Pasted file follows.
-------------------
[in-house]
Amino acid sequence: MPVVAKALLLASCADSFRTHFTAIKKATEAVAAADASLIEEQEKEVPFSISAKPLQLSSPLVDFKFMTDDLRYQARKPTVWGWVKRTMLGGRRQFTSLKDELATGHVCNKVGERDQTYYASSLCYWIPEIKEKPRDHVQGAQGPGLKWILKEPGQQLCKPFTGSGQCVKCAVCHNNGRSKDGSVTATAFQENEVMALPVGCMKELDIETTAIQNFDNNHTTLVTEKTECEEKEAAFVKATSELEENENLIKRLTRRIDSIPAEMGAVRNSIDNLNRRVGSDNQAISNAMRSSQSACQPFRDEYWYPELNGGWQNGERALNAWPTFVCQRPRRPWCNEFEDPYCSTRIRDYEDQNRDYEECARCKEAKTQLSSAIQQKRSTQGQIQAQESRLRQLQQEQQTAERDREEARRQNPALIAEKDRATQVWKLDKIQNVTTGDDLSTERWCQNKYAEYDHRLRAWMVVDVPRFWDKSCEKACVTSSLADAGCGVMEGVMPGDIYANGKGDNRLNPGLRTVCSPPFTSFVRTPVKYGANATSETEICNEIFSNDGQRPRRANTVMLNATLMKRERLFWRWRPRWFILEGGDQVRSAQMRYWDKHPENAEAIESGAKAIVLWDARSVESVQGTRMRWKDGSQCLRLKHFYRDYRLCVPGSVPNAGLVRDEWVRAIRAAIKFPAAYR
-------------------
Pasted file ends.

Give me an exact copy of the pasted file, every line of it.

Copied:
[in-house]
Amino acid sequence: MPVVAKALLLASCADSFRTHFTAIKKATEAVAAADASLIEEQEKEVPFSISAKPLQLSSPLVDFKFMTDDLRYQARKPTVWGWVKRTMLGGRRQFTSLKDELATGHVCNKVGERDQTYYASSLCYWIPEIKEKPRDHVQGAQGPGLKWILKEPGQQLCKPFTGSGQCVKCAVCHNNGRSKDGSVTATAFQENEVMALPVGCMKELDIETTAIQNFDNNHTTLVTEKTECEEKEAAFVKATSELEENENLIKRLTRRIDSIPAEMGAVRNSIDNLNRRVGSDNQAISNAMRSSQSACQPFRDEYWYPELNGGWQNGERALNAWPTFVCQRPRRPWCNEFEDPYCSTRIRDYEDQNRDYEECARCKEAKTQLSSAIQQKRSTQGQIQAQESRLRQLQQEQQTAERDREEARRQNPALIAEKDRATQVWKLDKIQNVTTGDDLSTERWCQNKYAEYDHRLRAWMVVDVPRFWDKSCEKACVTSSLADAGCGVMEGVMPGDIYANGKGDNRLNPGLRTVCSPPFTSFVRTPVKYGANATSETEICNEIFSNDGQRPRRANTVMLNATLMKRERLFWRWRPRWFILEGGDQVRSAQMRYWDKHPENAEAIESGAKAIVLWDARSVESVQGTRMRWKDGSQCLRLKHFYRDYRLCVPGSVPNAGLVRDEWVRAIRAAIKFPAAYR